Sunday, September 30, 2007

Pioneering a New Future

Church was, as usual lately, ridiculously unspiritual, cold, callous, demeaning, and unpleasant. Two weeks ago I didn't go to church. On purpose. Actually I went, but left after 10 mins. Elder's quorum is first, and that's the worst part.

What was good and spiritual was some experiences I had last night and this morning. My spirituality is based in God, not in a church. I started a fast with a desperate prayer that was answered by the most beautiful feelings of divine love- I felt God tell me that he was proud of me. Then during the sacrament, I felt strong feelings of divine acceptance as I prayed. I have finally allowed myself to feel accepted by God. It's not that He didn't accept me before, it's that I didn't allow myself to feel it.

I confronted my Bishop and told him why Church was so challenging for me. His answer shocked me. He said the Church (referring to the people and organization, not doctrine or principle) needed to change and was changing, but that it would take time. He told me I was a pioneer. Like the sacrifices of the Mormon pioneers who crossed the plains and the sacrifices of black Mormons who faithfully waited for the Church to extend priesthood offices to them, my suffering will allow future people to live healthy lives.

On a slightly different note, I just watched Batman Begins. Perhaps my "coming out" to four good friends this week has been messing with my mind, but I swear there was a great scene in the movie. After saving her life again, Batman- Bruce- "comes out" to Rachael when he echoes a comment she had previously made. "It's not who I am underneath, but what I do that defines me." It's an interesting sentiment. I'm not sure I agree, but I kinda do.

If my actions define me, then I am a great Mormon. It's who I am underneath that is different from what others perceive. Is that wrong? Is that dishonest? Is that weakness? Who knows.


MoHoHawaii said...

I agree with your bishop. Change in the church, if you view it historically, is largely reactive. Would blacks have the priesthood without the civil rights movement that occurred in more broadly in society in the decades that preceded the revelation? Would the language of the endowment have been changed to show more gender equality without the larger social changes in the role of women? Would polygamy still be with us if the church had not been under tremendous external pressure to abolish it?

I am one of those who is hoping for changes in the church within my lifetime with respect to homosexuality. People like you are central to this dream. Your generation can be open about this in a way that was impossible for mine.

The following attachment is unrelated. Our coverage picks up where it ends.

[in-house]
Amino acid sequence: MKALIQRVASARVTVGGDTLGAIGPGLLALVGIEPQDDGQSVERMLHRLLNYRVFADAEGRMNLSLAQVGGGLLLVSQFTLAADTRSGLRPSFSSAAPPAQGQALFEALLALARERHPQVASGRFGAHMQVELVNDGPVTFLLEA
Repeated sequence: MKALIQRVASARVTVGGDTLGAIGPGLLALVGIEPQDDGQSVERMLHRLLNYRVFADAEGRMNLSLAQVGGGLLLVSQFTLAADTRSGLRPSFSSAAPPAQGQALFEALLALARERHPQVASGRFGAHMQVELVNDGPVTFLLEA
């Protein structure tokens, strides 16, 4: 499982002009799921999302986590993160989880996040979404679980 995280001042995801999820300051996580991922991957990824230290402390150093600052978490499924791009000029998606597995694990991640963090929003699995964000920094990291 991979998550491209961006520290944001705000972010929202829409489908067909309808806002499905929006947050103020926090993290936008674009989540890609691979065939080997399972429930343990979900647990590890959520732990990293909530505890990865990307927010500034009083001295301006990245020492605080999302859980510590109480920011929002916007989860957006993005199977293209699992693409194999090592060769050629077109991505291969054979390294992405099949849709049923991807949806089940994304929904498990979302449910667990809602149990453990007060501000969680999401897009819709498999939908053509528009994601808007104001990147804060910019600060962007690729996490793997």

Remus said...

wow, i felt the same way at church this morning. Mormons may not accept me, but God hasn't abandoned me. At least not yet. And when before when I distanced myself from God, it was my fault that I didn't feel his presence in my life.

GeckoMan said...

I also agree with your bishop; you do have a faithful work to do.

Hopefully the loss of wonderful and bright and talented young men and women with an independent SGA streak will be stemmed in the church. We need all your unique perspectives and compassion and voices to make a difference in the mass of unaware saints in the church. I think the general church membership is farther behind than our leaders considering policy.

I also want to comment on your statement/question, "It's who I am underneath that is different from what others perceive. Is that wrong? Is that dishonest? Is that weakness?"

Think of your family and close friends. Are you so sure they don't already know and love what is 'underneath'? Maybe not in the psuedo-defining context of SSA, but I would say you aren't hiding your true self from those who really know you. When you choose to 'come out' to them, I bet you'll be saying, "I haven't really changed, I'm still me."

You have a right to not disclose whatever you wish about your being. Transparency is not the same as honesty. You can be true and honest and integrated and private--you get to choose your path of evolution that may be in, partly in, or out of the closet. Whatever your choice, there are downstream consequences that you will be responsible for through-out your relationships that have nothing to do with SSA.